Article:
## A Combinatorial Proof of a Stirling Number Formula

One of the fundamental properties of the (unsigned) Stirling numbers of the first kind is that they can be used to convert from rising factorial powers to ordinary powers via the formula $\displaystyle x^{\overline{n}} = \sum_{k=0}^n \left[ n \atop k \right] x^k.$  This post gives a combinatorial proof of this formula.

Suppose we can color the numbers in a permutation according to cycle (i.e., numbers in the same cycle are the same color). We can color two different cycles the same color. If there are n elements to permute and x colors, how many of these cycle-colored permutations are there?

One way to count them is to condition on the number of cycles. There are $\left[ n \atop k \right]$ ways to choose a permutation on $[n]$ with k cycles, and there are $x^k$ ways to color the k cycles once chosen. So the answer is $\displaystyle \sum_{k=0}^n \left[ n \atop k \right] x^k.$

Another way to count them is to consider the elements $1, 2, \ldots, n$ in turn.  First, color the number 1 in x ways.  Then the number 2 can either start a new colored cycle, in x ways, or go after 1 in 1’s cycle, in 1 way. So there are x + 1 choices for the number 2.  The number 3 can start a new colored cycle, in x ways, or go immediately after 1 or 2 in their cycles, in 2 ways. So there are x + 2 choices for the number 3.  In general, there are there are $x+k-1$ choices for where to place the number k.  Thus there are $x(x+1) \cdots (x+n-1) = x^{\overline{n}}$ choices for placing the n elements in order to create a cycle-colored permutation.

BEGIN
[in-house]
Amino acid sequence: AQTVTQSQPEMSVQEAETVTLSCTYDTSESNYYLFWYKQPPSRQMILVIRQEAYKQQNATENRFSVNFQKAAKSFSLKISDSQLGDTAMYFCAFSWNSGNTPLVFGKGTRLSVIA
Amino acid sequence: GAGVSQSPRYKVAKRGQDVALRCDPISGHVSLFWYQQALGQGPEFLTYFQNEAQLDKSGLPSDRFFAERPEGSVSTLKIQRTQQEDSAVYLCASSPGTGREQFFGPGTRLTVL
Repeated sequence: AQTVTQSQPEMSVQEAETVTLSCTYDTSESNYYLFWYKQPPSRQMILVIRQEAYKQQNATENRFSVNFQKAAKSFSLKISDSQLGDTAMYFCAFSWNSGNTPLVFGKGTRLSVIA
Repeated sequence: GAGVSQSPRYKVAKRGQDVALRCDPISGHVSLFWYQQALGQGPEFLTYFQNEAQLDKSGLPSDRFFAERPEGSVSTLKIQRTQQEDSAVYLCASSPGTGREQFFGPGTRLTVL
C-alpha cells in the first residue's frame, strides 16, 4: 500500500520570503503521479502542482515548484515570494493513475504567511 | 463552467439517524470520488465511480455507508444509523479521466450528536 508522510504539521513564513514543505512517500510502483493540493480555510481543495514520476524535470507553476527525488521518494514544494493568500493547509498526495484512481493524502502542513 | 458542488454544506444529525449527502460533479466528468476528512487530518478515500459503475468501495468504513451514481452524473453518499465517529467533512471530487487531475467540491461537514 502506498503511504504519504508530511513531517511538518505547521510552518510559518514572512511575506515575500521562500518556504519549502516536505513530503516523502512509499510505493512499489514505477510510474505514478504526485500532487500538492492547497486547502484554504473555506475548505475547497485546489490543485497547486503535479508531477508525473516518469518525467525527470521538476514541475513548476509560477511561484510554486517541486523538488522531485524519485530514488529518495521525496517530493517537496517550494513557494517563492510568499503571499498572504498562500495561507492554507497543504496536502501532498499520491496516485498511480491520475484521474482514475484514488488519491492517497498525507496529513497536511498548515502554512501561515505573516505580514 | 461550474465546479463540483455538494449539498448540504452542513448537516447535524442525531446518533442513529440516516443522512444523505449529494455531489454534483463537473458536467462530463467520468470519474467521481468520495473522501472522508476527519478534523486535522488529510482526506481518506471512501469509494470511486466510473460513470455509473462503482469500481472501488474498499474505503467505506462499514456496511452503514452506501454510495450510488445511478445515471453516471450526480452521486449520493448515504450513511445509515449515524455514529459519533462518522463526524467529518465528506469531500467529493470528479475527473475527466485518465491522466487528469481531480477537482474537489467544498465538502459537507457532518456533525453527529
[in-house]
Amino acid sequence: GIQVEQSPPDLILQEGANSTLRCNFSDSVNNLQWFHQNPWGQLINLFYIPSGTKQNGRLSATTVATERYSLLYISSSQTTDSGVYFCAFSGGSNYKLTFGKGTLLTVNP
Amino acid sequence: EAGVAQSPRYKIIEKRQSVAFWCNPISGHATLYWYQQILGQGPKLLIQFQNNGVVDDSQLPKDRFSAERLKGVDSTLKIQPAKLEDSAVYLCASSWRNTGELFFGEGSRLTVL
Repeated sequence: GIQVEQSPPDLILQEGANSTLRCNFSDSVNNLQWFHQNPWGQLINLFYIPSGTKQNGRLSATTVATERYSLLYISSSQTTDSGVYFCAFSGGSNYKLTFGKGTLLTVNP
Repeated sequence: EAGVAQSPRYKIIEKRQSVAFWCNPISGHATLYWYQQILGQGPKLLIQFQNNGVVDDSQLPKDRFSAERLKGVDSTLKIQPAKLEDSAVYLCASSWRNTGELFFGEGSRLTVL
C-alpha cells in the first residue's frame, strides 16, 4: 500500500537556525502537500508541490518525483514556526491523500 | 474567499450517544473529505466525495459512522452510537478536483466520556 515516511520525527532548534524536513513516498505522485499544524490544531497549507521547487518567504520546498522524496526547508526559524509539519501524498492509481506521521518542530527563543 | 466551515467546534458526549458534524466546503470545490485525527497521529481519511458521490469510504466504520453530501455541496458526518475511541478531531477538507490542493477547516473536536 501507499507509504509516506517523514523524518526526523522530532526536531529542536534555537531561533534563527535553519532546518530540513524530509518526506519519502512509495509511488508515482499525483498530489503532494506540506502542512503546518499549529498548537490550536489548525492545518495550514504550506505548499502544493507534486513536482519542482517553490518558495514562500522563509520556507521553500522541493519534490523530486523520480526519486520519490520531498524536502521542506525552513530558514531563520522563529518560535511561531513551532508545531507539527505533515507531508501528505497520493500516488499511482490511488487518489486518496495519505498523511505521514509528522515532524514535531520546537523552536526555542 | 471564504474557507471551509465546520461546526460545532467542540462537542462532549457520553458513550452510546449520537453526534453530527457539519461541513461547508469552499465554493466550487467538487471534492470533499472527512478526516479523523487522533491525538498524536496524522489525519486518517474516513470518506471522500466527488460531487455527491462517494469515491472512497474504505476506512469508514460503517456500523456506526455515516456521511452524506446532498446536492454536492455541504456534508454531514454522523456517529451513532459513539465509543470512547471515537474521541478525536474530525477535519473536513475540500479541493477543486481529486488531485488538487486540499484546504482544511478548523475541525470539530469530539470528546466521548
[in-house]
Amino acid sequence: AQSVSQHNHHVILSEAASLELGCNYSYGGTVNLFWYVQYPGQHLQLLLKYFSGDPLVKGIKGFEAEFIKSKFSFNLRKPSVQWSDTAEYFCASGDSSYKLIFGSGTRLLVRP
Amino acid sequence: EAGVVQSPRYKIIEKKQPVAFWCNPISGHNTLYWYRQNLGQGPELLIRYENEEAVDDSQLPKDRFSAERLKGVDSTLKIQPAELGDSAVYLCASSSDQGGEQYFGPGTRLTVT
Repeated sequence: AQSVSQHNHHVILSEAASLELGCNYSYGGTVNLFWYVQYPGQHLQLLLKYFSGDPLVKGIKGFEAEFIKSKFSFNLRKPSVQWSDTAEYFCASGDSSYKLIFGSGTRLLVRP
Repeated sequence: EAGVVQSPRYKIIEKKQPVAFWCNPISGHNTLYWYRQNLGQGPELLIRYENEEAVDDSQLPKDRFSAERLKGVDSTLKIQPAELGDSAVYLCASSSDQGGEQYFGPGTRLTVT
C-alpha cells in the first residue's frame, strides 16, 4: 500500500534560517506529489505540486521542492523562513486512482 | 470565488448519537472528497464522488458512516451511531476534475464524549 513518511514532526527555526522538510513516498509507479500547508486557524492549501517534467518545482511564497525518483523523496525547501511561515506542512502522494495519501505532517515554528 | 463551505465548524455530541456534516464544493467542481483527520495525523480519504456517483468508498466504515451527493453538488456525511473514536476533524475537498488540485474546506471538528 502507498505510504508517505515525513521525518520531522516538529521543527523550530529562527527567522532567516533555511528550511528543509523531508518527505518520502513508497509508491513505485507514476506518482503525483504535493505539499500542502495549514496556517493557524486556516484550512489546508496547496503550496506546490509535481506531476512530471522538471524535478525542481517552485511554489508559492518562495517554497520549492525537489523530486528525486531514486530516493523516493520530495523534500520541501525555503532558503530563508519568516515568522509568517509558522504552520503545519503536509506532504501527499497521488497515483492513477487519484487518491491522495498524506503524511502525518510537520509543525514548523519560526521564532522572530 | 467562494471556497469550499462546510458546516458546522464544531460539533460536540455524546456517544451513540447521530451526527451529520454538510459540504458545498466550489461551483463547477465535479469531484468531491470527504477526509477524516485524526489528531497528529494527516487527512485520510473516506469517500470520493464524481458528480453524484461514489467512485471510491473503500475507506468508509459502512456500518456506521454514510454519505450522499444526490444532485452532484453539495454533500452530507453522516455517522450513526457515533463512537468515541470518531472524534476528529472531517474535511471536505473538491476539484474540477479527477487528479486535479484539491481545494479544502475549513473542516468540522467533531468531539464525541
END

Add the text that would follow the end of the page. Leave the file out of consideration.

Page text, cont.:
This argument assumes that x is a positive integer.  To extend the proof for all real numbers, note that the formula $\displaystyle x^{\overline{n}} = \sum_{k=0}^n \left[ n \atop k \right] x^k$ is a polynomial in x of degree n.  Since we have shown that this expression holds for infinitely many values of x (the positive integers), it must hold for all real values of x.

(A variant of this argument appears in the second edition of Volume 1 of Richard Stanley’s Enumerative Combinatorics, pp. 33-34.)